by Yun-Han Lin
Recently, we built a tea cabinet. The entire design is simple, so we would like to share the production details with you.
1. 3D drawings for specs check.
We redesign our work according to our own needs. We drew the 2D drawings in Illustrator, but we still imported the drawing into Fusion 360, in case there are some differences that cannot be spotted in the 2D format. In that case, we could least solve some of the problems, before the production began.
2. Typesetting before deciding the specs for materials.
After the drawings are finalized, we used the 18 mm plywood. We first arranged the boards by simulating on the computer, and also took into account the order of each piece to be cut. One thing to be noted for beginners is that the cutting itself will wear out the width of each board by about 3mm. Hence, if you measure the specs just perfectly enough in typesetting, it could turn out that there are too much boards left that are not used, which is why it is suggested that there could be spaces left among the pieces.
Circular saw: desktop v.s. hand-held.
Circular saw + Kreg® cutting guide: the width limit to be cut is 61 cm, and it moving path for cutting is long, with medium accuracy.
Hand circular saw + self-clamping table saw fence: There is no width limit to be cut, but the moving path for cutting is limited by the length of the fence itself, so it is usually not used to cut objects that are too long. The cutting accuracy is poor.
Table Saw (Sawstop SS-CNS175-SFA30): The width limit to be cut is 62.5 cm, and the moving path for cutting is limited by the size of the working station or platform. If the board to be cut is too large, it could be a bit dangerous to operate the table saw. The cutting accuracy is the best among the three.
Use of the tools with combination: First, divide the whole piece of board roughly into several pieces on the floor, using a hand circular saw. When using a hand circular saw, there could be two or three centimeters more than the intended size since there is little accuracy. Next, trim with pieces with precision with a desktop circular saw.
3. Hand-cut edges may not always be straight.
When cutting the board with a desktop circular saw, make sure you press one side of the board against the fence, and it is suggested you start with the mation edge, since it comes with a line striaighter than the one that is hand-cut, so that the boards turn out in a more squarer form after cutting.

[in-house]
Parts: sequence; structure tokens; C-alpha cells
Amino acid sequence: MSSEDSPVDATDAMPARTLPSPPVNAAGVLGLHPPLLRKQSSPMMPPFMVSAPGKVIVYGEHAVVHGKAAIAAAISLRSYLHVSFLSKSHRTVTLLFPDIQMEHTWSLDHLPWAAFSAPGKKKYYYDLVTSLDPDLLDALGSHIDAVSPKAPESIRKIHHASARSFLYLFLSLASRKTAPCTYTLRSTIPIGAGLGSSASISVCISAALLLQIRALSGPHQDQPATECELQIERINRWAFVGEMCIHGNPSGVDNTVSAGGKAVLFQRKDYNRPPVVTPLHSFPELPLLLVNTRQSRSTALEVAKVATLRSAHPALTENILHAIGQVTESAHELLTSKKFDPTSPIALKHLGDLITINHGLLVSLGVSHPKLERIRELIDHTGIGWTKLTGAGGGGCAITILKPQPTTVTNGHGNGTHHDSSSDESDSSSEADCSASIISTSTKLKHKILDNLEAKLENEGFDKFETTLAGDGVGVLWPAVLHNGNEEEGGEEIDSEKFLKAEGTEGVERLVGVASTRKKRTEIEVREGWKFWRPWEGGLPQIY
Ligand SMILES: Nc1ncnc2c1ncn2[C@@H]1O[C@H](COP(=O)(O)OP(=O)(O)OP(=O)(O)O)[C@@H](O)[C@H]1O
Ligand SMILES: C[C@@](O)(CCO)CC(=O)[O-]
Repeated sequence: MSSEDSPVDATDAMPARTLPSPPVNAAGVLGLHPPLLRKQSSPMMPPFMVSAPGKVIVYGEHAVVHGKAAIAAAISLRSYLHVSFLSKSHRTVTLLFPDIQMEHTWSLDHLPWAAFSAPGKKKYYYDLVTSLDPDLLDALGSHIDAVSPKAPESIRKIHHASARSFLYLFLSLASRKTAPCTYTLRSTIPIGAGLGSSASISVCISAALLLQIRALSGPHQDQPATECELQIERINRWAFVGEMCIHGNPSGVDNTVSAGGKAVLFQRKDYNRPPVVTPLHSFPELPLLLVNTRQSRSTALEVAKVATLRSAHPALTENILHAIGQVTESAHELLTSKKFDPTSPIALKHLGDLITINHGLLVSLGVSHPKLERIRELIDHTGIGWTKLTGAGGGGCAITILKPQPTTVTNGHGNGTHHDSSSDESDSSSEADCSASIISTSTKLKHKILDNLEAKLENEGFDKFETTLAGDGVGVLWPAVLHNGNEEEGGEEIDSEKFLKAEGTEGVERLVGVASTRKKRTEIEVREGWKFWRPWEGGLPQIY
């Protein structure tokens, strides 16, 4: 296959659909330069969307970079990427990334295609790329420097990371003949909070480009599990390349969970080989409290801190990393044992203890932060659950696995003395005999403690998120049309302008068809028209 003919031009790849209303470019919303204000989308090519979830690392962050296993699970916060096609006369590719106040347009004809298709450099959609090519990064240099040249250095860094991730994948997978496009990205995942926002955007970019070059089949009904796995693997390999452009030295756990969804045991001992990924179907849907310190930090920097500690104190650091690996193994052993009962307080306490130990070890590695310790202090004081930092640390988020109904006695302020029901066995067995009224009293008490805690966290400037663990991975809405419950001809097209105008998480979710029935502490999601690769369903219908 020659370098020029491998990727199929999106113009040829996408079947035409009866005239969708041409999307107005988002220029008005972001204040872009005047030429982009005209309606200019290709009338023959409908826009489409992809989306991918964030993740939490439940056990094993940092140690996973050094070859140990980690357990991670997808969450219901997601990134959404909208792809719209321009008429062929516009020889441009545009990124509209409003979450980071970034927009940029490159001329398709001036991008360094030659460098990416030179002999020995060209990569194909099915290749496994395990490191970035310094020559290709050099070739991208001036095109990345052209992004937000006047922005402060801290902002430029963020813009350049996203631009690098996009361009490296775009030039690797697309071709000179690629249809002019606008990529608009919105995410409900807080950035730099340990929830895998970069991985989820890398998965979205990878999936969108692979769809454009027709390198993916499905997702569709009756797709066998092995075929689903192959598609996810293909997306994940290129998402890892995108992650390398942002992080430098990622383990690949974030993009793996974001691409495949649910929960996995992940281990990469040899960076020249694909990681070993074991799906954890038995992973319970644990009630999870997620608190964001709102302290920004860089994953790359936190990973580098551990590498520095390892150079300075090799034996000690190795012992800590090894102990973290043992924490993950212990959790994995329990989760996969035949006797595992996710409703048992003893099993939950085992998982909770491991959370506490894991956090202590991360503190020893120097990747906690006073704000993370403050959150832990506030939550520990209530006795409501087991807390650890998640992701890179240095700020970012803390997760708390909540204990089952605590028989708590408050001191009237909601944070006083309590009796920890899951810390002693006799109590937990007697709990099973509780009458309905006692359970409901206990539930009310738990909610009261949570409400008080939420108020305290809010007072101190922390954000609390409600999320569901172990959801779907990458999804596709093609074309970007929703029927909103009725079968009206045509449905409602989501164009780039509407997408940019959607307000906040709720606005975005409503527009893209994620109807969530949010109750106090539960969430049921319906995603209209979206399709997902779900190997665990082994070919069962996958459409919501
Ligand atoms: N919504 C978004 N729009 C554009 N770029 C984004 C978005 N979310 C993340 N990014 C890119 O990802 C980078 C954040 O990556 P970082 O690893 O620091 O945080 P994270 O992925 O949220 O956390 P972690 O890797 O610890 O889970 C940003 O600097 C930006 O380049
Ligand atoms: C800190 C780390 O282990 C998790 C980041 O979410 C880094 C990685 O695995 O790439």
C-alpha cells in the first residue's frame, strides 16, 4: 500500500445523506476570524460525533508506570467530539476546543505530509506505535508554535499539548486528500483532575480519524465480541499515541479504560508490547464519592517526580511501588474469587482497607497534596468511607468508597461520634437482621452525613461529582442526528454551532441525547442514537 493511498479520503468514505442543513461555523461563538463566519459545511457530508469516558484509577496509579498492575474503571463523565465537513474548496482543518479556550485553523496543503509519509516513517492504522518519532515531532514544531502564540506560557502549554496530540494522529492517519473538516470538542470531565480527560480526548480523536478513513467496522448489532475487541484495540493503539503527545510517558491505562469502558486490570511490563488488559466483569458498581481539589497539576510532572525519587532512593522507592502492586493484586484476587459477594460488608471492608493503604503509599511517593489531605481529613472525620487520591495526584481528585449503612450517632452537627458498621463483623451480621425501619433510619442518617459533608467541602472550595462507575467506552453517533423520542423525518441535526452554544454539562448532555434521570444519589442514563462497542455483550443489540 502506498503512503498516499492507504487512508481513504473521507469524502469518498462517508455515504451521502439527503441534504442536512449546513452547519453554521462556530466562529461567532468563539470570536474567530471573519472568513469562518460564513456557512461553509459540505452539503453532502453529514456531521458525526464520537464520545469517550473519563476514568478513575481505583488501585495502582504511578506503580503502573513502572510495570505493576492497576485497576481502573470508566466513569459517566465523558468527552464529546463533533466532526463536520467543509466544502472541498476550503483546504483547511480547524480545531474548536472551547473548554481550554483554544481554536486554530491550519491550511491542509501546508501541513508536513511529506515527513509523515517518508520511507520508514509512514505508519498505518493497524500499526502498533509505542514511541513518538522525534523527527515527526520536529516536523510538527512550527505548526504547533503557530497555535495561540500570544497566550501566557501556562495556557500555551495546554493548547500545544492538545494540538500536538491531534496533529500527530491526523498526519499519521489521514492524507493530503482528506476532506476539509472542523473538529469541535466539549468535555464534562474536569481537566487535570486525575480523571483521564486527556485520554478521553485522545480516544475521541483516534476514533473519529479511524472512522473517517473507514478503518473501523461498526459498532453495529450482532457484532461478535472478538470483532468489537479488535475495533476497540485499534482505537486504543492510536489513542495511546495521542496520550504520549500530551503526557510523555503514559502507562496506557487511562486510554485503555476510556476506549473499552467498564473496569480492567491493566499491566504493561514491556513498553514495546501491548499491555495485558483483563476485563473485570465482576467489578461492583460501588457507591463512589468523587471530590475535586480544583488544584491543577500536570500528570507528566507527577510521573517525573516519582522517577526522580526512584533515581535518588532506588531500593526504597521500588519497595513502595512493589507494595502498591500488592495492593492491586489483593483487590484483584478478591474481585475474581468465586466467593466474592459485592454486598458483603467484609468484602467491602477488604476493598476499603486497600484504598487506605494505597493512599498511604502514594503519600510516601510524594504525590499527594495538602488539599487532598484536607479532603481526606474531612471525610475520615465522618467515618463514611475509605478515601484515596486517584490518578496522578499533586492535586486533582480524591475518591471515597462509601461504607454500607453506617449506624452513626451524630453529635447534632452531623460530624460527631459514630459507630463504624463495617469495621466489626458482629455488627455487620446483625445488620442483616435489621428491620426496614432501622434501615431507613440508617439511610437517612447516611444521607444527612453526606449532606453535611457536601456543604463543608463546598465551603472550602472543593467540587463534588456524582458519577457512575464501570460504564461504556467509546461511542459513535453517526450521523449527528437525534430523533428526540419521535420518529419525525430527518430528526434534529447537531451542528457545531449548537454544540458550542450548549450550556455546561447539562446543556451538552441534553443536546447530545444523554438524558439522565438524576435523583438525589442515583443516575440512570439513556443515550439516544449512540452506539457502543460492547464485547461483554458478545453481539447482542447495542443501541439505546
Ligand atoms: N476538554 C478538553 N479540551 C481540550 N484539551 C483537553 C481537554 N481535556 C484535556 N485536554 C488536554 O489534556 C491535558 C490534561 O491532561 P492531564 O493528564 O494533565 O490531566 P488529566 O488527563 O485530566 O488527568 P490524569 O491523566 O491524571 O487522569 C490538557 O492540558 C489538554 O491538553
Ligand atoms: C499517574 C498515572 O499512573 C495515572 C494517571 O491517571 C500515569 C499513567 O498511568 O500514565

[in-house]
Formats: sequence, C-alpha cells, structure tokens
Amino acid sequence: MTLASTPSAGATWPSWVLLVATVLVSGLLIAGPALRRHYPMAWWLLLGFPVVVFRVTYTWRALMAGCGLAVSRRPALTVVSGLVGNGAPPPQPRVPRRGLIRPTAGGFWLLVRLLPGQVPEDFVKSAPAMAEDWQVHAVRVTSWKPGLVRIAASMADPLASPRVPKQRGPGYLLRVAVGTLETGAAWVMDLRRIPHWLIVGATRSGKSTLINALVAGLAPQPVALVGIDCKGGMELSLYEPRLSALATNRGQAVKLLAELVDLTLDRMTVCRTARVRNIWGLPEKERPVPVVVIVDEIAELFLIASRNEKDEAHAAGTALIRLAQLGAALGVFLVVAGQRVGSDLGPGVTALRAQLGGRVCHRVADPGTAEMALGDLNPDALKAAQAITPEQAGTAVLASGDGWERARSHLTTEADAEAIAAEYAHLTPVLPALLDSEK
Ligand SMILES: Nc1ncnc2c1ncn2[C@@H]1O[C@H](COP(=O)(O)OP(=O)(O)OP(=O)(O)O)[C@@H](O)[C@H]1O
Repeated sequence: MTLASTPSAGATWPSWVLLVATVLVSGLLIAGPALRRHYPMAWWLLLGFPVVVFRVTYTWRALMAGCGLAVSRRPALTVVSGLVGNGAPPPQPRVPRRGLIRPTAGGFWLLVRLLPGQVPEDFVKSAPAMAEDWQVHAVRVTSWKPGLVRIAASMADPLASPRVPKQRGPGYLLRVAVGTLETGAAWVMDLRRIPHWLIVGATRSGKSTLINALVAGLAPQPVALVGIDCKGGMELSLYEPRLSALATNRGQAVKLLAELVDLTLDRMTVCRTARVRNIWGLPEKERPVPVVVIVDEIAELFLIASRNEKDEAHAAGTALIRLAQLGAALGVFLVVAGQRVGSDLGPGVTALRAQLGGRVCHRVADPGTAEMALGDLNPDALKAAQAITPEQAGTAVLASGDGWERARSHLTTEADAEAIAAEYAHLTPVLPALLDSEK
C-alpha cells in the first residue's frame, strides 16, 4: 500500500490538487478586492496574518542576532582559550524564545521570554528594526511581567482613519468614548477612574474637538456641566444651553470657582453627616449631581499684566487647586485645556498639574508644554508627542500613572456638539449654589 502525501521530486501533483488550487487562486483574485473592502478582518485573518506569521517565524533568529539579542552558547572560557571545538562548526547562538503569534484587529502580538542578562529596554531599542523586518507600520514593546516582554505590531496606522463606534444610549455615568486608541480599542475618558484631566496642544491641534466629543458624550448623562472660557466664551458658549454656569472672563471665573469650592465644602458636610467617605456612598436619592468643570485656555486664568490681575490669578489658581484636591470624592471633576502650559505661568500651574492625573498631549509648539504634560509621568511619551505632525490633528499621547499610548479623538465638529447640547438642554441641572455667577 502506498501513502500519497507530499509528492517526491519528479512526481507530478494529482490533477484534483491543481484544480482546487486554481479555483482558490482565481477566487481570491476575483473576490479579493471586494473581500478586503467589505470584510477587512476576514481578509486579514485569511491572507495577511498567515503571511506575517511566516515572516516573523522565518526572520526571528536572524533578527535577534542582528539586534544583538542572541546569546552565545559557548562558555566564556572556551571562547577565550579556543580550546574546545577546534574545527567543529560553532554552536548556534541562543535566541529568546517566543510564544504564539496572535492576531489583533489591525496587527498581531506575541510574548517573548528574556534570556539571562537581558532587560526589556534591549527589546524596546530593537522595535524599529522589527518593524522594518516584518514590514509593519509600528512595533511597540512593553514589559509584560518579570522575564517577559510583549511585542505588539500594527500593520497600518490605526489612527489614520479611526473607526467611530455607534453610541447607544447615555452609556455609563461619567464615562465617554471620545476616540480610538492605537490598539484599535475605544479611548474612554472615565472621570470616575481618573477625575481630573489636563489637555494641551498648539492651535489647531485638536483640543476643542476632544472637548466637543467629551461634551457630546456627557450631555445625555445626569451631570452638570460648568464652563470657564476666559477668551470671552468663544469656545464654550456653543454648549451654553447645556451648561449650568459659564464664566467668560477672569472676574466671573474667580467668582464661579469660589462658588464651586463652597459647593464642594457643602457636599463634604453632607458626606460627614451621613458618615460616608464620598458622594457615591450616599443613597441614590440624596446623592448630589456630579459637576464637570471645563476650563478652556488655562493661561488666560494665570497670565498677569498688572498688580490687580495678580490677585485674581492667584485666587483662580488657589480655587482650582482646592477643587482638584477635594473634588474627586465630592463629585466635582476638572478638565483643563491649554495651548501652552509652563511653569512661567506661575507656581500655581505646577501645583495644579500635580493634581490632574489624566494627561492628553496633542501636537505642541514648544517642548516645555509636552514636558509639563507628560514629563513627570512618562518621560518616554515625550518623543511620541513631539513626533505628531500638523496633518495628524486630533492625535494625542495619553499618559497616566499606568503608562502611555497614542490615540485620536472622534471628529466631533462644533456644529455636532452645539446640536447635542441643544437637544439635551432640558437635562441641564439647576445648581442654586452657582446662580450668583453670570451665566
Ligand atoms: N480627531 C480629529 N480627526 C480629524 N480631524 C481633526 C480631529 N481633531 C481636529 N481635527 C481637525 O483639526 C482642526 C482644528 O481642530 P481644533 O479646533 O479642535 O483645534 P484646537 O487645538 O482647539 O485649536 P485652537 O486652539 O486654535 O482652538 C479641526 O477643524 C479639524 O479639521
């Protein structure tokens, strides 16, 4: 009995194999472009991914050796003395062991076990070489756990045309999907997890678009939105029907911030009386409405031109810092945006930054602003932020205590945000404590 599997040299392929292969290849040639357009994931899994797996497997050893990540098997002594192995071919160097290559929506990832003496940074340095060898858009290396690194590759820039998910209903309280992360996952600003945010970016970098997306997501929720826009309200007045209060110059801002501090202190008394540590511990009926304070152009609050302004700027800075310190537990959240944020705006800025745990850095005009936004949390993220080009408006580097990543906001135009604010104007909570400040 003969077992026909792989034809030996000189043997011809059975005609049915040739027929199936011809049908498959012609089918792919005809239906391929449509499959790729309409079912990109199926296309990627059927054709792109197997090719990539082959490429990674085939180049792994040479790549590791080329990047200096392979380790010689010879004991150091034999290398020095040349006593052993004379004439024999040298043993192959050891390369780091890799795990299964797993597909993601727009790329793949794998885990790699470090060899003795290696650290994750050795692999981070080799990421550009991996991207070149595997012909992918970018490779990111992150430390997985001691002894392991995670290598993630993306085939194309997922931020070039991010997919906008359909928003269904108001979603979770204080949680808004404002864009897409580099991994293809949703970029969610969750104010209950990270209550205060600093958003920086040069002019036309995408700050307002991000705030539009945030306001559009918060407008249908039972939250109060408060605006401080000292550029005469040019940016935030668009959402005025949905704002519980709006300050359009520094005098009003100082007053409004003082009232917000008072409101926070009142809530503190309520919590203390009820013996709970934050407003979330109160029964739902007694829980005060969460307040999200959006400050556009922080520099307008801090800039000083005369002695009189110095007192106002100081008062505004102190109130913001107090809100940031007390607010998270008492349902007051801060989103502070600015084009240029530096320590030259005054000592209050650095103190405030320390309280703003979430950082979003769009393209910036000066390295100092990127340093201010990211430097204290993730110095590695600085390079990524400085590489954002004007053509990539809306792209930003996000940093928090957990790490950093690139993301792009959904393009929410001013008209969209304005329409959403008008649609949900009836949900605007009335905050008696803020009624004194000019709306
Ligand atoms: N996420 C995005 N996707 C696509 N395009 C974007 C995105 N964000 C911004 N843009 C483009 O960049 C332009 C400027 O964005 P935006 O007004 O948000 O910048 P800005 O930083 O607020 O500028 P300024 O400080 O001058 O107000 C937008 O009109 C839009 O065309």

4. When cutting, the pieces with the same size can be cut at one time.
As previously mentioned about the oorder of each board to be cut, the piecs with the same size can be arranged side by side in typesetting. Yet, that is not always the case, since there is just not enough space, sometimes, but they can still be cut together, so that the fence does not have to be adjusted, or there could be minor differences in the position.
5. Tenon Joint
In the past, we used inclined screws with wood glues for fixture, which saved a lot of time, but the problem was there could be a huge inclined hole after drilling. We could either use a plug to cover the hole or use a tenon joint for fixture, instead.
6. Trial assembly before gluing.
All the pieces should be put together with joints to see if they fit with each other, before glue is applied for fixture. Otherwise, should there be any parts that do not fit, it could be troublesome after gluing.
7. Door and drawer finish last.
The specs for the cabinet door and drawer are decided after the entire cabinet structure is completed. Although the size of the drawer can be estimated at the beginning of the design, what happens sometimes is that there will be differences upon assembly. Therefore, build up the entire cabinet structure before the cabinet size is decided, so that the drawers will fit in without a problem.